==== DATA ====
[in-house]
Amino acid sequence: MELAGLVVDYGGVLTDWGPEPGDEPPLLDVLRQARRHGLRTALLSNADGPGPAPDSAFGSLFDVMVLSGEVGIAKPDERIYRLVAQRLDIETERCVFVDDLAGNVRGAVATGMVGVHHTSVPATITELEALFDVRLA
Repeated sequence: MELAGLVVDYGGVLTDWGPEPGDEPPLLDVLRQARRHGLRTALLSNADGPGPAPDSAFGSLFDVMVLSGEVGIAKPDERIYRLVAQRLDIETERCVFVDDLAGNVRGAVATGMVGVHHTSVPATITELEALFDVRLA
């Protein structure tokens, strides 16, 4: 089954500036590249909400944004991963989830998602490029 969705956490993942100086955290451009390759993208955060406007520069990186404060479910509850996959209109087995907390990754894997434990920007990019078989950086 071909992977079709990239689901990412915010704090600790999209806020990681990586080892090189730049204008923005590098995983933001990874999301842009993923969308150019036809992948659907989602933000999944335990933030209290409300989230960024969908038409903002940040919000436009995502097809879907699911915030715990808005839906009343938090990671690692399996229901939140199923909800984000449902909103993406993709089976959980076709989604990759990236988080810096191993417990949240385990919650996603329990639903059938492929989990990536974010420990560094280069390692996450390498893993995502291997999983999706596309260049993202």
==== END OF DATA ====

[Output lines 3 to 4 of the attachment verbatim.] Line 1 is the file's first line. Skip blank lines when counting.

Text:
Repeated sequence: MELAGLVVDYGGVLTDWGPEPGDEPPLLDVLRQARRHGLRTALLSNADGPGPAPDSAFGSLFDVMVLSGEVGIAKPDERIYRLVAQRLDIETERCVFVDDLAGNVRGAVATGMVGVHHTSVPATITELEALFDVRLA
């Protein structure tokens, strides 16, 4: 089954500036590249909400944004991963989830998602490029 969705956490993942100086955290451009390759993208955060406007520069990186404060479910509850996959209109087995907390990754894997434990920007990019078989950086 071909992977079709990239689901990412915010704090600790999209806020990681990586080892090189730049204008923005590098995983933001990874999301842009993923969308150019036809992948659907989602933000999944335990933030209290409300989230960024969908038409903002940040919000436009995502097809879907699911915030715990808005839906009343938090990671690692399996229901939140199923909800984000449902909103993406993709089976959980076709989604990759990236988080810096191993417990949240385990919650996603329990639903059938492929989990990536974010420990560094280069390692996450390498893993995502291997999983999706596309260049993202």